- The S&P 500 slipped 0.19% to 1,849.04, while the Dow Jones Industrial Average closed off 0.03% to 16,264.36. The Nasdaq was 0.54% lower at 4,151.23.
- "It's the end of the quarter: I think that earnings are going to be very sloppy," Matt McGeary, portfolio manager at Eagle Asset Management, said in a phone interview. The firm has $31 billion in assets under management. "I know all everyone talks about is the weather, but it's legitimate this quarter."
- The fourth-quarter GDP estimate came in at a modest upward-revision of 2.6% compared with expectations of 2.7%. U.S. initial jobless claims fell 10,000 to 311,000 in the week ended March 22 vs. expectations of 325,000. The four-week moving average also dropped, down 9,500.
- "GDP growth was ... soft by historical standards ... but sufficient to reduce the modest remaining output gap," Barclays economist Peter Newland said in a report. "Q1 looks likely to be affected by bad weather, with a dent to final sales growth partly offset by continued inventory building," he added.
- Citigroup dropped 4.5% after its capital plan was rejected by the Federal Reserve due to insufficient progress in risk-management. Other banks which had plans rejected included the U.S. arms of HSBC (HSBC), Royal Bank of Scotland (RBS), Santander (SAN), and Zions Bancorp (ZION).
- Other laggards Thursday include Accenture (ACN - Get Report) and GameStop (GM). Accenture gave up 5% after its fiscal second-quarter earnings of $1.03 a share missed expectations by a penny as revenue declined year-over-year amid weakness in its consulting business. GameStop dived 4% after posting a miss on fourth-quarter earnings on limited new title releases and a decrease in store traffic. The company also said that it expects to reduce its video game store count by about 2% this year.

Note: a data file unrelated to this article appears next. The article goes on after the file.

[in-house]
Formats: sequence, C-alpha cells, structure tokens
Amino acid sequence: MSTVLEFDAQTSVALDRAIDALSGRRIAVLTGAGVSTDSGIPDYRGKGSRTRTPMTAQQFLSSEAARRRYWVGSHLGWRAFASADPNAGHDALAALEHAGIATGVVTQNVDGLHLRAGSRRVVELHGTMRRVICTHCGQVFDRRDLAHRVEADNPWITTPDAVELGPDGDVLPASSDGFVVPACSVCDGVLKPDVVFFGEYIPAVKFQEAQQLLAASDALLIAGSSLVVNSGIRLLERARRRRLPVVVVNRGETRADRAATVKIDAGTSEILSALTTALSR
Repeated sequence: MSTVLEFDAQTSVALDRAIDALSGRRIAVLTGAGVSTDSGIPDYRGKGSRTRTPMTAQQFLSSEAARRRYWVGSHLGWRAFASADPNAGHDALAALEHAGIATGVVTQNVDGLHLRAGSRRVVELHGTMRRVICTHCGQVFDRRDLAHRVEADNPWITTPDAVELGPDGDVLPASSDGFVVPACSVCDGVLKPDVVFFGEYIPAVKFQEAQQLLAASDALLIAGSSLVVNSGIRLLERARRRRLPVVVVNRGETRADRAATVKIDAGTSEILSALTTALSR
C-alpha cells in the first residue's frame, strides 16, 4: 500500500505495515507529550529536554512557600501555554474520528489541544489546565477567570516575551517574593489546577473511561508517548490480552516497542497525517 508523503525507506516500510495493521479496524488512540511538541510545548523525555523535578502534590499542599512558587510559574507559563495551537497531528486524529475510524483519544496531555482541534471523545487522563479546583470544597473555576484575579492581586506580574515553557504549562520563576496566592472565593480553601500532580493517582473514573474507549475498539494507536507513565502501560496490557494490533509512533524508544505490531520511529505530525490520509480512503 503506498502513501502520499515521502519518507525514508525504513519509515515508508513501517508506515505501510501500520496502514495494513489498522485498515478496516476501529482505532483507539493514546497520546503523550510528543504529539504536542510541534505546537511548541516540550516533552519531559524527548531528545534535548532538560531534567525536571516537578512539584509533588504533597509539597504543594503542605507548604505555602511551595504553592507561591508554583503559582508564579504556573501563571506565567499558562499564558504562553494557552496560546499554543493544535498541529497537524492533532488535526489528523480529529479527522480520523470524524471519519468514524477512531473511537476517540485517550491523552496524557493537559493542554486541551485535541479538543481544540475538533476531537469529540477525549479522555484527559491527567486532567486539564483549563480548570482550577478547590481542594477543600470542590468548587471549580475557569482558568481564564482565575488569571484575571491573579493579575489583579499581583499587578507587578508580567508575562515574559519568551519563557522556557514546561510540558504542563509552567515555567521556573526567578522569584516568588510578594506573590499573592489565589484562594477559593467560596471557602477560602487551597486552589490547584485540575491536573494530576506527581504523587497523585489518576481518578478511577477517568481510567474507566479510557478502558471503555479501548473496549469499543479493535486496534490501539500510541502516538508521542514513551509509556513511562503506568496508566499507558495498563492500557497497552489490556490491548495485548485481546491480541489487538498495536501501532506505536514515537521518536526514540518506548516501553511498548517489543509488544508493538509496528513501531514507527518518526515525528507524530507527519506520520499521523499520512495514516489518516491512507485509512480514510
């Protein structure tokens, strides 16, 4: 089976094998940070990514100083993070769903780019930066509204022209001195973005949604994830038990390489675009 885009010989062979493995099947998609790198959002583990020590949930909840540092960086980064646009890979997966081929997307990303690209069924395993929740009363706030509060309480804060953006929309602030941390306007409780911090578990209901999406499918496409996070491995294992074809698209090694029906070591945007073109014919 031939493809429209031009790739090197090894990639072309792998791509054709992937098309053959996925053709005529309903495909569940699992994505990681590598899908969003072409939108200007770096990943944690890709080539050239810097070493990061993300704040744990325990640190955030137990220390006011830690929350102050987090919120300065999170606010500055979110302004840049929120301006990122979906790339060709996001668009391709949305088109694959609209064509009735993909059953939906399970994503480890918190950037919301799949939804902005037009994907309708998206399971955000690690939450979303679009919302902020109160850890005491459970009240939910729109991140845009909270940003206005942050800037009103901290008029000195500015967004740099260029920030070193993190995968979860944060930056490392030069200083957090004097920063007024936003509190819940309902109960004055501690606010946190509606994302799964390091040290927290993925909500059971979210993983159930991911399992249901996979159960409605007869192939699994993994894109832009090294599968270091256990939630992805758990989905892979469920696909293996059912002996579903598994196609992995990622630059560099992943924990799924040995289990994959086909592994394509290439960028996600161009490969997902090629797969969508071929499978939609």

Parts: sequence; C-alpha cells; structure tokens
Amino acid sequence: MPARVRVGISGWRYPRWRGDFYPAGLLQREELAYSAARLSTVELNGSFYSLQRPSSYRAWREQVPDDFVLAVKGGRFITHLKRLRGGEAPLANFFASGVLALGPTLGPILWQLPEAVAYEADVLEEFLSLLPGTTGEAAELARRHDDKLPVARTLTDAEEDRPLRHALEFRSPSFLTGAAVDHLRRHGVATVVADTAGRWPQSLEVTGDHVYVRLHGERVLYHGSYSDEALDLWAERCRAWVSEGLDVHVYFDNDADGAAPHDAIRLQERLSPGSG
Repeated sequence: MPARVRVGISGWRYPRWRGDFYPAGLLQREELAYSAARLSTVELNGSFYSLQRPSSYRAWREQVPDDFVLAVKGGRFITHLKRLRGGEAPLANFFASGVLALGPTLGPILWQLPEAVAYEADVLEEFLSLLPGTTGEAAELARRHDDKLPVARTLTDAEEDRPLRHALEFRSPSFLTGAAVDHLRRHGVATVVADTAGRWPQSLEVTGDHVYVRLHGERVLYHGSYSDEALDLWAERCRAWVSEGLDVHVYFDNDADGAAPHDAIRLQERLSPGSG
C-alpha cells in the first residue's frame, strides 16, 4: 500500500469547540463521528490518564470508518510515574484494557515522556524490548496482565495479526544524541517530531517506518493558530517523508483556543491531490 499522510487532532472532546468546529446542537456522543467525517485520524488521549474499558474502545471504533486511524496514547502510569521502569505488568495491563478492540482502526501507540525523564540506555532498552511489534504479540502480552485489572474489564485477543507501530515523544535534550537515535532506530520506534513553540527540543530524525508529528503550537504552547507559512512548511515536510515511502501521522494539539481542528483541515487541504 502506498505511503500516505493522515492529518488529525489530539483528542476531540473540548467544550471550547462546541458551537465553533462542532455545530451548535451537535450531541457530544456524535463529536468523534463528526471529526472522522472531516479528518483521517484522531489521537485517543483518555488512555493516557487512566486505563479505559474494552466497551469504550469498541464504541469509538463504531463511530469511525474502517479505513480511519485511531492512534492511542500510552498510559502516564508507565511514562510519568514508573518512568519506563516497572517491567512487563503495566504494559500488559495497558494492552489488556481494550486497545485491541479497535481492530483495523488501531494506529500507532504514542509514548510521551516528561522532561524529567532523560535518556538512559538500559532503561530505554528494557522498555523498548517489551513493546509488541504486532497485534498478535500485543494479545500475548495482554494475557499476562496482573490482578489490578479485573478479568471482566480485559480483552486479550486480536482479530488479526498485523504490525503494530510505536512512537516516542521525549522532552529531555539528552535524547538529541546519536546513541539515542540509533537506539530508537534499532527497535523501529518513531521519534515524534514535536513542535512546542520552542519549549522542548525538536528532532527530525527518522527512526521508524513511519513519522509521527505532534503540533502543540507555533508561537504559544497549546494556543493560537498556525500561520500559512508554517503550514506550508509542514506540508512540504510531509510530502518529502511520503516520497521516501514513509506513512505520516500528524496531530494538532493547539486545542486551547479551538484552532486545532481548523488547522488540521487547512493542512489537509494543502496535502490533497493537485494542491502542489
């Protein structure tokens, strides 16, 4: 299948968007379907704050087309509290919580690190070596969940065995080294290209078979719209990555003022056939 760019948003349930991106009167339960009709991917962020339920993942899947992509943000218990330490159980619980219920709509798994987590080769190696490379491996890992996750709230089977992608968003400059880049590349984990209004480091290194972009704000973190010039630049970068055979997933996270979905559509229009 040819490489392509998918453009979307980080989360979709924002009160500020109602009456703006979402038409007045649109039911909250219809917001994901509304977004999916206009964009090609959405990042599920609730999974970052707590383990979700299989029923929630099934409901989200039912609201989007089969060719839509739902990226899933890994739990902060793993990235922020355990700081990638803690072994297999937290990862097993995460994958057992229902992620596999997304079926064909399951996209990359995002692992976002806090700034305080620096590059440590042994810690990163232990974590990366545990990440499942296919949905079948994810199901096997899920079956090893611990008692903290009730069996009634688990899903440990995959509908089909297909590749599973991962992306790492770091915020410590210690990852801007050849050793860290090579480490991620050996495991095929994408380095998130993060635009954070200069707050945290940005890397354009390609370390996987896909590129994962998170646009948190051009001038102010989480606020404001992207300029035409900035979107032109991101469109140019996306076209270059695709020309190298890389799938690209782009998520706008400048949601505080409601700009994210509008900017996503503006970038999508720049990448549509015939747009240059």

- Baxter International (BAX - Get Report) was a top gainer in the S&P 500, up 3.9% after announcing plans to create two separate, independent global health care companies -- one focused on developing and marketing innovative biopharmaceuticals and the other on life-saving medical products.
- IBM (IBM) and Cisco (CSCO) were top laggards in the Dow, down 1.5% and 1.3%, respectively.
- International markets were mixed amid speculation over sanctions for Russia. Germany's DAX closed up 0.03% while the FTSE in London was off 0.26% despite national retail sales growing at a stronger-than-expected 1.7% on the month in February and 3.7% over the year. In Asia, the Hang Seng closed down 0.24% while the Nikkei gained 1.01%.
- The International Monetary Fund agreed to provide between $14 billion to $18 billion to Ukraine in an economic reform program. Contributions from other donors could see aid reach $27 billion over the coming two years. But Ukraine must meet requirements before approval of the package, such as reforming its energy sector and putting more controls around its exchange rate. President Obama has warned of further sanctions for Russia even if it does not make further moves into Ukraine.
Stocks Dip as Improved Labor Data Fails to Fuel Market
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